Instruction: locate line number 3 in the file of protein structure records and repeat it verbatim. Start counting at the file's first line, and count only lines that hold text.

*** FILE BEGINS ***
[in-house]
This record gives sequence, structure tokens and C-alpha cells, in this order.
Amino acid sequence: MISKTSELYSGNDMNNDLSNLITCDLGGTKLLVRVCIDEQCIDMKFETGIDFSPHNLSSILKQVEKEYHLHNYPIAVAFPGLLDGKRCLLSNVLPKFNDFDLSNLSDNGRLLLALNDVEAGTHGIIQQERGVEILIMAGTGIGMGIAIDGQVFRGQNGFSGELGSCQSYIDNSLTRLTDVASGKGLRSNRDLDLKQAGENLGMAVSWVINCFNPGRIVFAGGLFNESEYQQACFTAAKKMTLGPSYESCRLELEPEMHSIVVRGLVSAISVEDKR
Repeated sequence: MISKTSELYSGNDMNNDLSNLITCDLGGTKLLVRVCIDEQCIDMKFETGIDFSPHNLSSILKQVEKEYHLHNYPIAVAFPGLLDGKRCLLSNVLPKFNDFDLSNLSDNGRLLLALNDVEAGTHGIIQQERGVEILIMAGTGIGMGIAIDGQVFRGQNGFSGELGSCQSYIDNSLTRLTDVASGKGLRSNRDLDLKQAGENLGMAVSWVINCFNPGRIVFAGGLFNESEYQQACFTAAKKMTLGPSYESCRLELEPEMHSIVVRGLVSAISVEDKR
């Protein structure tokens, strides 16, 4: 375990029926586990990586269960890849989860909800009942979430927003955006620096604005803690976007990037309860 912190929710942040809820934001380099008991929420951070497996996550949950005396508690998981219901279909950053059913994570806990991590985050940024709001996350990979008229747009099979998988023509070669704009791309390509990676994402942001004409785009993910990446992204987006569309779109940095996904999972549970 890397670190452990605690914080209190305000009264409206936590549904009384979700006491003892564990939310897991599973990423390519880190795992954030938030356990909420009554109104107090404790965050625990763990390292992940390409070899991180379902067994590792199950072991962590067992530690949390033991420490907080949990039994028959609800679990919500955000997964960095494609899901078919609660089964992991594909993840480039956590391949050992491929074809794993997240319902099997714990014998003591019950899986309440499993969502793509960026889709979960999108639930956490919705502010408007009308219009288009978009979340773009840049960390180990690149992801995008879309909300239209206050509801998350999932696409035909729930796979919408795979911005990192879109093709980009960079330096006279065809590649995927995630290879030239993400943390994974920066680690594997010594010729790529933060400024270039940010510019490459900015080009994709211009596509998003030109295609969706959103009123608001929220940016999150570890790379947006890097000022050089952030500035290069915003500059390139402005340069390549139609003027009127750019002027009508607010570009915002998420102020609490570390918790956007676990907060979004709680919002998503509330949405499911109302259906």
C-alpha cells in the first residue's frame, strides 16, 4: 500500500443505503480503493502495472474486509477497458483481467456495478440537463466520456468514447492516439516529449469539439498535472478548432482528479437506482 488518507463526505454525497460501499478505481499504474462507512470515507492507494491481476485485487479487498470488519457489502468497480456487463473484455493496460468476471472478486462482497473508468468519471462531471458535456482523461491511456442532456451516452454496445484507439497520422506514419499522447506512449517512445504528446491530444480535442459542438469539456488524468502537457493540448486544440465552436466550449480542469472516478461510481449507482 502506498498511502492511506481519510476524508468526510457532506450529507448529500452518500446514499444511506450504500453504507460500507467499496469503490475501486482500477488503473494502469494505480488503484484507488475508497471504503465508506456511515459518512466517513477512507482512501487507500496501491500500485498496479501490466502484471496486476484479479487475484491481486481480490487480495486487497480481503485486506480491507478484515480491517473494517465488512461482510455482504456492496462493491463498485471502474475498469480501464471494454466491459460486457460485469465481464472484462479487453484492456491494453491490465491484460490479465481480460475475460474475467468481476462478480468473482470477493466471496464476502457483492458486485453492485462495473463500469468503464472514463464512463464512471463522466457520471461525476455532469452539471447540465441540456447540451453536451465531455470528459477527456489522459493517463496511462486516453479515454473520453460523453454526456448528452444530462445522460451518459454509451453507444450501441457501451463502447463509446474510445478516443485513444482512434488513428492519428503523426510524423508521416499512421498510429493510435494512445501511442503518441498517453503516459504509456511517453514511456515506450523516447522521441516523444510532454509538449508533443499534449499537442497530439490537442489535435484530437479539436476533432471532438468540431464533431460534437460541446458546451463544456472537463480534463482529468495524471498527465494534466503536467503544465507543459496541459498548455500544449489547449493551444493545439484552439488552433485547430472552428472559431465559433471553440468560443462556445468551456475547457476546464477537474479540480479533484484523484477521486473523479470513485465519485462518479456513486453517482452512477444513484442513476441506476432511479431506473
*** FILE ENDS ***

Amino acid sequence: MISKTSELYSGNDMNNDLSNLITCDLGGTKLLVRVCIDEQCIDMKFETGIDFSPHNLSSILKQVEKEYHLHNYPIAVAFPGLLDGKRCLLSNVLPKFNDFDLSNLSDNGRLLLALNDVEAGTHGIIQQERGVEILIMAGTGIGMGIAIDGQVFRGQNGFSGELGSCQSYIDNSLTRLTDVASGKGLRSNRDLDLKQAGENLGMAVSWVINCFNPGRIVFAGGLFNESEYQQACFTAAKKMTLGPSYESCRLELEPEMHSIVVRGLVSAISVEDKR